Thursday, February 19, 2009

Charcoal Drawings

By Charlie Reese

There are many different media used for art and artists have more choices in tools than ever before. However, many creative people like to stick to the standards. Charcoal drawings offer depth and interest that many other approaches do not. This is especially true for portraits.

Charcoal is ideal for creating portraits for a number of reasons. If you use the medium correctly, you can build a face that looks like a photograph. Advanced charcoal drawings of people almost appear to be three dimensional. Following are some tips to help you get started in creating lifelike charcoal drawings.

Think in terms of depth and shadow when working with this type of medium. Charcoal drawings make the most of contrasting light and dark. You can accomplish a lifelike piece of artwork if you build and shade in order to create depth and shadow. This is the foundation for your work.

You also want to think in terms of building and layering as well. If something is light in shade it will appear closer. You can make parts of the charcoal drawings really stand out if you layer different shades to build up those parts.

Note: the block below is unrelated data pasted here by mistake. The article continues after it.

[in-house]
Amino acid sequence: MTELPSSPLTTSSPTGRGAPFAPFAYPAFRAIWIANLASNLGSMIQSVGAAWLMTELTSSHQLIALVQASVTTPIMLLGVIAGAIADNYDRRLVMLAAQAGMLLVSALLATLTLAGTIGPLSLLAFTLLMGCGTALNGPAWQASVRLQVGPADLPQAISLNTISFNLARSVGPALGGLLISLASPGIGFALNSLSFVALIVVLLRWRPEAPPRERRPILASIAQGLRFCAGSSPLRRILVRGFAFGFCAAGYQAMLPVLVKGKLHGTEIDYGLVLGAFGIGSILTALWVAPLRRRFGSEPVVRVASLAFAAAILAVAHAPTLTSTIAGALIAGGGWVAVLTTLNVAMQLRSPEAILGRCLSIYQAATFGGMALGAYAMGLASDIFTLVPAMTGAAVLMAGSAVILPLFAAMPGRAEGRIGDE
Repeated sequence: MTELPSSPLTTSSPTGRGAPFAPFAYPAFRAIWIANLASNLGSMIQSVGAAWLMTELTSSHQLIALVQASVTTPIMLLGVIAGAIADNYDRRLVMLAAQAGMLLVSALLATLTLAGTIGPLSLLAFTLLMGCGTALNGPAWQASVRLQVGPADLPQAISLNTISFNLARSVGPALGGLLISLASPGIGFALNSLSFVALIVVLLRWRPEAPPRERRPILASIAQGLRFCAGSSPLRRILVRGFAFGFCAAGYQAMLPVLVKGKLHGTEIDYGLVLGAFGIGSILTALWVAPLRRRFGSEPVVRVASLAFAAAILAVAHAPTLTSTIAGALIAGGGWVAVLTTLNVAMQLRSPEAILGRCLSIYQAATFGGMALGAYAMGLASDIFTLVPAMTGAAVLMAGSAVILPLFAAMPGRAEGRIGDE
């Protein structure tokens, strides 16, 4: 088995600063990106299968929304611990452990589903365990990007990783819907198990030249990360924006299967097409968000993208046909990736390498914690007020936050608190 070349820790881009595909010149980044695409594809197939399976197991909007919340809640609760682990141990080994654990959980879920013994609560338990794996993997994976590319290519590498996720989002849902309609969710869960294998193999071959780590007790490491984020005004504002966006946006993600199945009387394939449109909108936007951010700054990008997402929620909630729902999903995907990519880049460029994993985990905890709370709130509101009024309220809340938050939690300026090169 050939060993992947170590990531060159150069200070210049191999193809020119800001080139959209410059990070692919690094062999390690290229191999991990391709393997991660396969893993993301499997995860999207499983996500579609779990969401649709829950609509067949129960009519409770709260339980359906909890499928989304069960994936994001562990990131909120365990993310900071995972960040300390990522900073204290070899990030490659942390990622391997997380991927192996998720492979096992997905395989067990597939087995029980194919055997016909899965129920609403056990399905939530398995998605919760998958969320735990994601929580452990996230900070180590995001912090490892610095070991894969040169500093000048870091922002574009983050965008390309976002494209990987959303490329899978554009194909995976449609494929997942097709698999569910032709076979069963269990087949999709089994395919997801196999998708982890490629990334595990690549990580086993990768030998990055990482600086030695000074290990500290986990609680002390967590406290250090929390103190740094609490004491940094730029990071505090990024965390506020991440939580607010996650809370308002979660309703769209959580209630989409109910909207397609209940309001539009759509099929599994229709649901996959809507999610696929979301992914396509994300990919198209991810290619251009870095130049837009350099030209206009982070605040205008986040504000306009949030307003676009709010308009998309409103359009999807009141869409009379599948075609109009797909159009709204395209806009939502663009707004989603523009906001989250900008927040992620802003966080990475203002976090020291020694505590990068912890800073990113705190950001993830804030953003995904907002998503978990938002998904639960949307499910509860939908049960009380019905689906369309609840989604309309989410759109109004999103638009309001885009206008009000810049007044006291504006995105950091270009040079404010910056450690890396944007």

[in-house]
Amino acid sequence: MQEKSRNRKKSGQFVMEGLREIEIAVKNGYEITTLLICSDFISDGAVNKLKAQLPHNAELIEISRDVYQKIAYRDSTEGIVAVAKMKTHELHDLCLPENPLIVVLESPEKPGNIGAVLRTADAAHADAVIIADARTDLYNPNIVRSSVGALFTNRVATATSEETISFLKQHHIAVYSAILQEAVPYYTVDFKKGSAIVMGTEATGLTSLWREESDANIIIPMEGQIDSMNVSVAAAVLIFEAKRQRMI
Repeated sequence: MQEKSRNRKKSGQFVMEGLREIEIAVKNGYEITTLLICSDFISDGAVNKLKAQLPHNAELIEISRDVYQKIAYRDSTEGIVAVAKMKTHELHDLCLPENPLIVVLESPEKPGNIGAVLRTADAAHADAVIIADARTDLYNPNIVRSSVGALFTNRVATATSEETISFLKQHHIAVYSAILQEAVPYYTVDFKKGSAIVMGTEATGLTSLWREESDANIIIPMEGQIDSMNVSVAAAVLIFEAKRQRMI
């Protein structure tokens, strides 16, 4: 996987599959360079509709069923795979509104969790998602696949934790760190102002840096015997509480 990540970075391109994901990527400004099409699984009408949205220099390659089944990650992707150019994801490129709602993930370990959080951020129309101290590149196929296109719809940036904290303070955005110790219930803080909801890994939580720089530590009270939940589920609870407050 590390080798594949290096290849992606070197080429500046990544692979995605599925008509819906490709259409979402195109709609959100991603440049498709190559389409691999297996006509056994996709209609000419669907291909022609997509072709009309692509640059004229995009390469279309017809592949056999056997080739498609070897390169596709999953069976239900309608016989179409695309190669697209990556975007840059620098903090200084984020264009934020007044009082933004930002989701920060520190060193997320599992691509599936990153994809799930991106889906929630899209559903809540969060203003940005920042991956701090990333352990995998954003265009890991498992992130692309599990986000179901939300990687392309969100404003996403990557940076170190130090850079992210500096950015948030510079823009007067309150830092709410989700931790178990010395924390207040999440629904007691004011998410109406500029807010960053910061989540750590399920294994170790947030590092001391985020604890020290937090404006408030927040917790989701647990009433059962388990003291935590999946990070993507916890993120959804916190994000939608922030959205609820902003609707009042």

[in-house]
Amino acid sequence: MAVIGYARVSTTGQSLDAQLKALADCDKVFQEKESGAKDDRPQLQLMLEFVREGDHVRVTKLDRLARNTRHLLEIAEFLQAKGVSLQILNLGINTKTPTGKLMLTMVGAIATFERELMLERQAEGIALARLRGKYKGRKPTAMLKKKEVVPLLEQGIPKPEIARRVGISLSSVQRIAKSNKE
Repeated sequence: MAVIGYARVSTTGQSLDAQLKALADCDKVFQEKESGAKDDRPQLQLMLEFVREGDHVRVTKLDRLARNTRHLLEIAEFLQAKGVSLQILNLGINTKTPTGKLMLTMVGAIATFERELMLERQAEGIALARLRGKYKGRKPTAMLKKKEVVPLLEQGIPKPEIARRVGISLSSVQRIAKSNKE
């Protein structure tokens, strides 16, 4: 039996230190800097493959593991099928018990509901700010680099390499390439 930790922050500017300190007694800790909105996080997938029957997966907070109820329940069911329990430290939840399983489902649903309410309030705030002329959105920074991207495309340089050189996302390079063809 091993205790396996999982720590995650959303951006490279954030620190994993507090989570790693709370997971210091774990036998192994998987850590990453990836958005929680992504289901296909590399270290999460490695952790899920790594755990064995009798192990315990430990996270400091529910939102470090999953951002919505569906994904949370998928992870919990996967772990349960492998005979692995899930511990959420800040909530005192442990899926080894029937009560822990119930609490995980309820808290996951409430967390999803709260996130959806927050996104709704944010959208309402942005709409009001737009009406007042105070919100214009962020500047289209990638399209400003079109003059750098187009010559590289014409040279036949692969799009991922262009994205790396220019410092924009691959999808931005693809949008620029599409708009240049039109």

For example, when you work on a persons nose, you can make the bridge and the tip lighter then gradually darken the area of the nose that connects to the face. Charcoal drawings are ideal for creating the illusion of depth through shadow because the medium blends so easily.

The amazing thing about using charcoal as a medium for art is that it is so pliable. One dark line can be blended into a whole spectrum of shades if you work with it. You can blend with pencil but the effect isnt nearly as dramatic as it is with charcoal drawings. The medium is very forgiving, too. You can easily erase or blend mistakes away.

I love working with charcoal because of the realistic effects. However, I also love this medium because of the dreamy quality that charcoal drawings have. The blends and shadows blur the lines making the piece look very realistic but they also work to create a slightly blurred image that appears to be an apparition.

One word of caution: if you dislike messes, skip delving into charcoal drawings. You can expect to make a bit of a mess and your fingers will wind up pretty black even when you use blending sticks in your work. This really doesnt bother most artists because art is pretty messy all the way around. - 16651

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